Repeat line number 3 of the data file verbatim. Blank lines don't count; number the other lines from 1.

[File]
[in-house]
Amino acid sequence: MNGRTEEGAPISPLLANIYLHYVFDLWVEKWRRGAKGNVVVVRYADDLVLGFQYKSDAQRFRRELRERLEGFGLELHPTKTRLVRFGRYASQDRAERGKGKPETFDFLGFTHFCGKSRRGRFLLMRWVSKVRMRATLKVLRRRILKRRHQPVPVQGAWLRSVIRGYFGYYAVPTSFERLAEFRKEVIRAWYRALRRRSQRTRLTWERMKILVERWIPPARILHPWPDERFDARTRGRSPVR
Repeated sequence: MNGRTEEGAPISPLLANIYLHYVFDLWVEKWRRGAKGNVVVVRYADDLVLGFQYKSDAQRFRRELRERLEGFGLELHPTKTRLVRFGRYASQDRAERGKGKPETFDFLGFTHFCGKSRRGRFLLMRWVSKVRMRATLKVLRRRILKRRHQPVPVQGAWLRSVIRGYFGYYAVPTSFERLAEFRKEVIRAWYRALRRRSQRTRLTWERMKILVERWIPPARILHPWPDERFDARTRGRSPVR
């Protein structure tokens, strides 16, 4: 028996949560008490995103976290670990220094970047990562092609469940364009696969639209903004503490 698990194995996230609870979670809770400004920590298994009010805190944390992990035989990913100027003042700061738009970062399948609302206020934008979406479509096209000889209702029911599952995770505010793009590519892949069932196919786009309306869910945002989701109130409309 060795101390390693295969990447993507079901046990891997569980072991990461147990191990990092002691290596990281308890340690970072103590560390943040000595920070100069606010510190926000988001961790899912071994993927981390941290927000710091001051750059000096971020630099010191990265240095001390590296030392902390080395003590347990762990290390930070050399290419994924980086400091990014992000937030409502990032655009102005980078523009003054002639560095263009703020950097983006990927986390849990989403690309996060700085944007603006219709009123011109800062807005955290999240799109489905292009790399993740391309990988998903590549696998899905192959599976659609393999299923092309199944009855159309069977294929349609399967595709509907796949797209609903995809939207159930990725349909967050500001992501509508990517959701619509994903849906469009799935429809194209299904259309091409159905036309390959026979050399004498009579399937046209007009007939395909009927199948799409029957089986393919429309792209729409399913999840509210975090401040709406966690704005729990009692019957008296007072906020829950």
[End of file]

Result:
Repeated sequence: MNGRTEEGAPISPLLANIYLHYVFDLWVEKWRRGAKGNVVVVRYADDLVLGFQYKSDAQRFRRELRERLEGFGLELHPTKTRLVRFGRYASQDRAERGKGKPETFDFLGFTHFCGKSRRGRFLLMRWVSKVRMRATLKVLRRRILKRRHQPVPVQGAWLRSVIRGYFGYYAVPTSFERLAEFRKEVIRAWYRALRRRSQRTRLTWERMKILVERWIPPARILHPWPDERFDARTRGRSPVR